Mentions: Shortenings in the QT interval were observed in electrocardiograms (ECGs) obtained from patients suffering from hyperkalemia (6). This may reflect alterations in APD either locally or transmurally across the myocardial wall. APDs at x=30, 50, 70 and 90% repolarization (APDx) were therefore assessed in the epicardium and endocardium, allowing calculation of ∆APD90 given by endocardial APD90-epicardial APD90, thereby providing an indication of the transmural repolarization gradient. Epicardial APD90 was decreased from 42.2±2.6 to 24.5±1.6 msec by hyperkalemia (P<0.001; Fig. 3A), as were APD70 (P<0.001; Fig. 3B), APD50 (P<0.01; Fig. 3C) and APD30 (P<0.05; Fig. 3D). However, the corresponding endocardial APDx values were not altered (P>0.05; Fig. 3E-H). These changes corresponded to increases in ΔAPD90 (Student's t-test, P<0.05; Fig. 4A), ΔAPD70 (P<0.01; Fig. 4B), ΔAPD50 (P<0.01; Fig. 4C) and ΔAPD30 (P<0.05; Fig. 4D). None of the epicardial or endocardial APDx and ΔAPDx values were further altered upon hypercalcemia treatment (P>0.05 in all cases).


Anti-arrhythmic effects of hypercalcemia in hyperkalemic, Langendorff-perfused mouse hearts
Epicardial action potential durations (APDx) at x=(A) 90, (B) 70, (C) 50 and (D) 30% repolarization (msec) (mean ± SEM) (C) under control conditions, hyperkalemia alone or following hypercalcemia treatment during 8 Hz pacing (n=7). All APDx values were shortened by hyperkalemia (ANOVA, ***P<0.001, ***P<0.001, **P<0.01, *P<0.05, respectively), which were not further altered by hypercalcemia treatment (ANOVA, P>0.05). Endocardial APDx at x=(E) 90, (F) 70, (G) 50 and (H) 30% repolarization (msec) (mean ± SEM) obtained under the same experimental conditions. None of these values was altered by hyperkalemia alone or following hypercalcemia treatment (ANOVA, P>0.05). APD, action potential duration; SEM, standard error of the mean; ANOVA, analysis of variance.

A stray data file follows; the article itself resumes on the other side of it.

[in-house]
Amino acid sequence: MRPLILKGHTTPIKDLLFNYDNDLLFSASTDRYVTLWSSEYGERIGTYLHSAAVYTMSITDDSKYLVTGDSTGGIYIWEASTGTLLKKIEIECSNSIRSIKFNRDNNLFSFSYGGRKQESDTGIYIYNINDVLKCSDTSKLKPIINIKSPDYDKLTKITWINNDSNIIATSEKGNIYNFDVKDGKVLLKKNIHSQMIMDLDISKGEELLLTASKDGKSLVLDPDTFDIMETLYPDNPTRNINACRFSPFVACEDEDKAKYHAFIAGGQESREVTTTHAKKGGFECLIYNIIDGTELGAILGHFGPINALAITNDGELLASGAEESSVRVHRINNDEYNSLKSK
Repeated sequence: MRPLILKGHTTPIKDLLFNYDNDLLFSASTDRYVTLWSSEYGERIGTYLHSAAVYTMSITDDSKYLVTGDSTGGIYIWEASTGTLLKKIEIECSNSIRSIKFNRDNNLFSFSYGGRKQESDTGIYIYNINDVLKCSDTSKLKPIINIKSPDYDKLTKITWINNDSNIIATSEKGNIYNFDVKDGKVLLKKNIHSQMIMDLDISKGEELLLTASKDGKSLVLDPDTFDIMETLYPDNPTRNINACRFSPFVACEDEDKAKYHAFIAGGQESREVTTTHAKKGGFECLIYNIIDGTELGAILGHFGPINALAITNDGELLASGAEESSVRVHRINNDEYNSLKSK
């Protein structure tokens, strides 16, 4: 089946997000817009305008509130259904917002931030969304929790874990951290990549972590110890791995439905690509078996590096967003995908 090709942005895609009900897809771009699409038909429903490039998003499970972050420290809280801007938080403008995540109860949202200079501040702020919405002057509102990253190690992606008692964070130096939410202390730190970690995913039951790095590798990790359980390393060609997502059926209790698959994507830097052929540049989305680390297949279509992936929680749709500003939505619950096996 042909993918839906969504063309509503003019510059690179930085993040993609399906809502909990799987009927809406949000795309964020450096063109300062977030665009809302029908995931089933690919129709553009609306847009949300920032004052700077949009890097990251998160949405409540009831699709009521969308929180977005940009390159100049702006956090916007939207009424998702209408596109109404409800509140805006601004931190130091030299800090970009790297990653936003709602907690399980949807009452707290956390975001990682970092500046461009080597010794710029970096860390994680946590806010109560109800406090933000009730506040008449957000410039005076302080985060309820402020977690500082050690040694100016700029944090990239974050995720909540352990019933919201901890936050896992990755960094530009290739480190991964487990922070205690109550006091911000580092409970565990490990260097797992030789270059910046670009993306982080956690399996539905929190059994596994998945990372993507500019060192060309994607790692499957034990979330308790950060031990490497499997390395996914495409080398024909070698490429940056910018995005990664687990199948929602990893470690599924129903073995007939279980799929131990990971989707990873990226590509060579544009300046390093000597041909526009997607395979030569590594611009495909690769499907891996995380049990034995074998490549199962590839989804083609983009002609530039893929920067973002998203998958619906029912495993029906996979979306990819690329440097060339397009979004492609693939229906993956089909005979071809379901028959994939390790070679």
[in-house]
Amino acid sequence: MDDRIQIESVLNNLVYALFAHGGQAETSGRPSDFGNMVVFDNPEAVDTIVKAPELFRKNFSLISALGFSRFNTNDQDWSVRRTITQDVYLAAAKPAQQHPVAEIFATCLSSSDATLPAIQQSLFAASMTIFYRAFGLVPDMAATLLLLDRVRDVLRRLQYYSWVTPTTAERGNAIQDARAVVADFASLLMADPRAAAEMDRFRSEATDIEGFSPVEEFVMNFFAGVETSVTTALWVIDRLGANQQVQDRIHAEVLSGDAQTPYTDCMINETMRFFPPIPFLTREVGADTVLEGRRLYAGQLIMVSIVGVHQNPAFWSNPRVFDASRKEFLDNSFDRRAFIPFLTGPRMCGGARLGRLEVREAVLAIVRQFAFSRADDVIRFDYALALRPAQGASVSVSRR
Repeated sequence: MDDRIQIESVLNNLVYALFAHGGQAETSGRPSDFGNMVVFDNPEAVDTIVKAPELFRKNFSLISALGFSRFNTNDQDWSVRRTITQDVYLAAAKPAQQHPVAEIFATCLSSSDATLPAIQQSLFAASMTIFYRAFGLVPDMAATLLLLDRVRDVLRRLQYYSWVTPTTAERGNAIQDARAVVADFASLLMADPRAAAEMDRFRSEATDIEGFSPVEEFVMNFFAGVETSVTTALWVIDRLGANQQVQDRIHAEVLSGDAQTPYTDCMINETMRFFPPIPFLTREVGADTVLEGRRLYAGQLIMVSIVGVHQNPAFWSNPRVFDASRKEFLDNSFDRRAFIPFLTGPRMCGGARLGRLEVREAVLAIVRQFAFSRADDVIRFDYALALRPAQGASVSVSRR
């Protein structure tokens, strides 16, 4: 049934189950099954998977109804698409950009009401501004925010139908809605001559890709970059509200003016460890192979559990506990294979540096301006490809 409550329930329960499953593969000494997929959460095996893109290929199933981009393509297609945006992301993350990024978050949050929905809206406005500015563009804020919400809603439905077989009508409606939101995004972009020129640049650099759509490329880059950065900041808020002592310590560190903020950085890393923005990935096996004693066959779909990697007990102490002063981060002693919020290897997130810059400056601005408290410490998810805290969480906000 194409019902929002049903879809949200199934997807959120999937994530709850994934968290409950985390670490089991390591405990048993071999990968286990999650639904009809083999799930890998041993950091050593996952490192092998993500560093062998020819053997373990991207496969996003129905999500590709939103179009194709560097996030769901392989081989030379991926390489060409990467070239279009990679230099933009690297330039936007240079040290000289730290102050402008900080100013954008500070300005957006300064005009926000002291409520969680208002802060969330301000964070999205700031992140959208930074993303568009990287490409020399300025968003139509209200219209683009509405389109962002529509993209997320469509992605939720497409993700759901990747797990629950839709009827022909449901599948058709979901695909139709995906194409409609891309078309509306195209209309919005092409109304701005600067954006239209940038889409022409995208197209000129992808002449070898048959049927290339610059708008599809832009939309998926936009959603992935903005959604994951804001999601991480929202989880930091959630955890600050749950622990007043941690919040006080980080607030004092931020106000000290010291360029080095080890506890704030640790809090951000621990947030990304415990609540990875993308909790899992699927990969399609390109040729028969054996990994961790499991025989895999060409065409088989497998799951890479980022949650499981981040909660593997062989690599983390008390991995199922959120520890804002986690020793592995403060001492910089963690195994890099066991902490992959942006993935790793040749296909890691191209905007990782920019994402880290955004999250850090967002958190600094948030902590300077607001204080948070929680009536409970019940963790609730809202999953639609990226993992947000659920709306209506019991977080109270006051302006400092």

© Copyright Policy - open-access
Related In: Results  -  Collection

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Show All Figures
getmorefigures.php?uid=PMC4998139&req=5

f3-br-0-0-735: Epicardial action potential durations (APDx) at x=(A) 90, (B) 70, (C) 50 and (D) 30% repolarization (msec) (mean ± SEM) (C) under control conditions, hyperkalemia alone or following hypercalcemia treatment during 8 Hz pacing (n=7). All APDx values were shortened by hyperkalemia (ANOVA, ***P<0.001, ***P<0.001, **P<0.01, *P<0.05, respectively), which were not further altered by hypercalcemia treatment (ANOVA, P>0.05). Endocardial APDx at x=(E) 90, (F) 70, (G) 50 and (H) 30% repolarization (msec) (mean ± SEM) obtained under the same experimental conditions. None of these values was altered by hyperkalemia alone or following hypercalcemia treatment (ANOVA, P>0.05). APD, action potential duration; SEM, standard error of the mean; ANOVA, analysis of variance.